Despite the heartbreak, Kelvin Sampson proud of what UH accomplished
KANSAS CITY, Mo. — April 3rd was supposed to be the night when the stars perfectly aligned for Houston.
The stage — NRG Stadium.
Legendary CBS play-by-play announcer Jim Nantz, a UH alum, on the call one final time.
A program that had fallen just short of winning a national championship multiple times would finally reach the pinnacle of its sport.
The hometown team was supposed to be the ones drowning in confetti and cutting down the nets.
A coach with a Hall of Fame resume would finally check the box that has eluded him in his 34 years as a collegiate basketball head coach.
April 3rd was supposed to be a magical night.
Then Miami stepped in and enforced a different type of agenda, making one of the country’s best defenses look lost and confused.
Nijel Pack couldn’t miss, hitting seven 3s on his way to a game-high 26 points.
ACC Player of the Year Isiah Wong poured on 20 points and Jordan Miller added 13.
Norchad Omier was too much for UH to handle in the paint, putting up a double-double with 12 points and 13 rebounds.
Suddenly, it was all over for UH.
The team entered the NCAA Tournament as the betting favorite to win the national title season finished four wins shy of college basketball immortality.
A shockwave was sent through the Cougars’ system.
A team that had found a way to win all season, no matter the circumstances, finally met a puzzle that it couldn’t solve.
The locker room was quiet, full of dejection.
Tramon Mark could barely get the words out of his mouth, speaking in a near whisper with his hands over his face.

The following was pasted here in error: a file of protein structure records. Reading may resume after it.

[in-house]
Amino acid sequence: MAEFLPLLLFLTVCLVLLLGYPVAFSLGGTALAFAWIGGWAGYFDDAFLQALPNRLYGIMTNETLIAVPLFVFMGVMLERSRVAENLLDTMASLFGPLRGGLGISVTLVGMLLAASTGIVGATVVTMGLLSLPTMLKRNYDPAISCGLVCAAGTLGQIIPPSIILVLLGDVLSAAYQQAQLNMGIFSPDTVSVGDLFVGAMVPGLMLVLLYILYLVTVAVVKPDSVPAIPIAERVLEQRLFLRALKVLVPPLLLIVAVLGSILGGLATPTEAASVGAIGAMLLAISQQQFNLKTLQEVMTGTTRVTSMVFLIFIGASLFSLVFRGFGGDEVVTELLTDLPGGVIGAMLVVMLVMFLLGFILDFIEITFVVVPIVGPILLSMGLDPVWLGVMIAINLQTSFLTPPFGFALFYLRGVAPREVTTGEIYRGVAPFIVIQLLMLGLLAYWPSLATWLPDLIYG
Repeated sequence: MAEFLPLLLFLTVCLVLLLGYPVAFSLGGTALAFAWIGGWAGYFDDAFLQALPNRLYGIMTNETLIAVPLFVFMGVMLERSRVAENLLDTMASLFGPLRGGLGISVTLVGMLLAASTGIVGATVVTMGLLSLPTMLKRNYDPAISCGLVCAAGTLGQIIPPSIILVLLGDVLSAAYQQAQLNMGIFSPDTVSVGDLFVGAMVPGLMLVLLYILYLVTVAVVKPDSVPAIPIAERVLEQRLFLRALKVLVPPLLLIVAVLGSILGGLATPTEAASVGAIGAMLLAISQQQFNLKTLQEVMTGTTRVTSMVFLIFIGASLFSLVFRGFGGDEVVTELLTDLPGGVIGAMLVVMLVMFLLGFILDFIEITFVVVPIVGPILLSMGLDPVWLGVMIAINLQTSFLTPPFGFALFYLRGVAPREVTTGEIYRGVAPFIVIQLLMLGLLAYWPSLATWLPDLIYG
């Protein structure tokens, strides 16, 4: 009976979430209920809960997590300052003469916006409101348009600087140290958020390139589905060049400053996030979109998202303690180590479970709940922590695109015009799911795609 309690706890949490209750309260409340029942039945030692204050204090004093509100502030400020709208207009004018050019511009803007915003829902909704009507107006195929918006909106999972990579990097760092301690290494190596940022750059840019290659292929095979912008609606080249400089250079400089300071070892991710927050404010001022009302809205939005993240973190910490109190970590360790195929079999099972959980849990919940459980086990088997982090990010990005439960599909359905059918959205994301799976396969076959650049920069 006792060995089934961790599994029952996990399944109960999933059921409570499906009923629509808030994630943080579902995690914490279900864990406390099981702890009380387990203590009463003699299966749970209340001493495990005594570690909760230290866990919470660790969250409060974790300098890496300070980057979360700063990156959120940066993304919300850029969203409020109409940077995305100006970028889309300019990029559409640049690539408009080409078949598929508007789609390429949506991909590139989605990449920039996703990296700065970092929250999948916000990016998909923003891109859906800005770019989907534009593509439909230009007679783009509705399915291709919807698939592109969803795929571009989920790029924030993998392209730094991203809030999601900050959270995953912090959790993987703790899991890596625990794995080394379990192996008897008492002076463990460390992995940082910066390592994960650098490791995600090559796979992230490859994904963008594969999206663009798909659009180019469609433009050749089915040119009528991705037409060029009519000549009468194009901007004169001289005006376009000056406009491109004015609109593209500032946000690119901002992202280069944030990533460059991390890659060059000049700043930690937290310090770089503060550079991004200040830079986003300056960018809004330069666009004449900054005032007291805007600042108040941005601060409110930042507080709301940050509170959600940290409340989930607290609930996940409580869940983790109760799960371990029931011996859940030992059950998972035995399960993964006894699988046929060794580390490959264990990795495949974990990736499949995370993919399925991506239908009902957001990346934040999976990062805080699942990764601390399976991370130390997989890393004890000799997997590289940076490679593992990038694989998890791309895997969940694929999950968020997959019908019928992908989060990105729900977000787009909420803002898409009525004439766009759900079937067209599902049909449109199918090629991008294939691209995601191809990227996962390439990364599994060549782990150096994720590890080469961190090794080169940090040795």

“I’m very shocked,” Mark said. “I didn’t expect us to lose. I didn’t expect for a team to score that many points on us … It’s tough to swallow that pill.”
Plenty of tears were shed as the realization of the season’s finality sunk in.
“I don’t think I’ve cried this much after a loss,” said Jarace Walker, who announced he would officially declare for the NBA Draft after the game. “We just got so close, so quick. We’ve been through so much. When I call these people my brothers I really mean that.”
For players like Marcus Sasser, Reggie Chaney and Walker, Friday night was their last time to take the court wearing the UH red and white.
They knew the moment was coming but didn’t plan on it happening for another week.
That’s what made the sting of Friday night so painful.
“It’s just a lot to take in,” Chaney said. “Everything just starts flowing through your mind. The first day I stepped on campus to the Final Four, the Elite Eight, this moment. Just knowing that you’re never going to put on the Houston jersey again, it’s a terrible feeling,”
After the final buzzer sounded, Kelvin Sampson took out a marker and wrote on the whiteboard in the Cougars’ locker room: 33-4.
Yes, UH fell short of its ultimate goal. But Sampson did not want his team to look past all that it had accomplished.
Ranked No. 1 in the AP poll for the first time in 40 years, a mark UH occupied three different times and seven weeks overall during the regular season.
A program record-tying 33 wins.
Regular-season champs of the American Athletic Conference for the fourth time in five years.
All those accomplishments were something Sampson wanted his team to be proud of.
“I’ll go to war with this bunch any day,” Sampson said. “(Going) 33-4 (after) losing four senior starters from last year’s team and to have the kind of year we had this year is just unbelievable.
“I’m fortunate to have coached this team, and I’m grateful for being their coach.”